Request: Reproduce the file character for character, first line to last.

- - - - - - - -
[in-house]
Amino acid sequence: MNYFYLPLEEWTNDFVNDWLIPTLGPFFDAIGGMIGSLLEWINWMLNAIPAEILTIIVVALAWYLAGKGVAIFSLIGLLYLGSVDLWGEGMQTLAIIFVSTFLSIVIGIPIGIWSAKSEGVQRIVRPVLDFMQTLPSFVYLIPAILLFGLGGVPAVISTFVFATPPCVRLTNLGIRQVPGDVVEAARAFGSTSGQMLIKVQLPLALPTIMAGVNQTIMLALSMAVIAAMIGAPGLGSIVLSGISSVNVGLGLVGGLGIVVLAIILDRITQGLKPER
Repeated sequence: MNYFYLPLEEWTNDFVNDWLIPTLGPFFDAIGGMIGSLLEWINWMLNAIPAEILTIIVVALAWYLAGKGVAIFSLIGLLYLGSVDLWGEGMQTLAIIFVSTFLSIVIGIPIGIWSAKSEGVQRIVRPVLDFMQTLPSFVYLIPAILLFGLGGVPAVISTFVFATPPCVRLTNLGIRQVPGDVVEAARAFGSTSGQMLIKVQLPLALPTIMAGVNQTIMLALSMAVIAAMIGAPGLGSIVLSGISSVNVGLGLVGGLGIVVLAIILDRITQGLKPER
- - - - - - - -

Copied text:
[in-house]
Amino acid sequence: MNYFYLPLEEWTNDFVNDWLIPTLGPFFDAIGGMIGSLLEWINWMLNAIPAEILTIIVVALAWYLAGKGVAIFSLIGLLYLGSVDLWGEGMQTLAIIFVSTFLSIVIGIPIGIWSAKSEGVQRIVRPVLDFMQTLPSFVYLIPAILLFGLGGVPAVISTFVFATPPCVRLTNLGIRQVPGDVVEAARAFGSTSGQMLIKVQLPLALPTIMAGVNQTIMLALSMAVIAAMIGAPGLGSIVLSGISSVNVGLGLVGGLGIVVLAIILDRITQGLKPER
Repeated sequence: MNYFYLPLEEWTNDFVNDWLIPTLGPFFDAIGGMIGSLLEWINWMLNAIPAEILTIIVVALAWYLAGKGVAIFSLIGLLYLGSVDLWGEGMQTLAIIFVSTFLSIVIGIPIGIWSAKSEGVQRIVRPVLDFMQTLPSFVYLIPAILLFGLGGVPAVISTFVFATPPCVRLTNLGIRQVPGDVVEAARAFGSTSGQMLIKVQLPLALPTIMAGVNQTIMLALSMAVIAAMIGAPGLGSIVLSGISSVNVGLGLVGGLGIVVLAIILDRITQGLKPER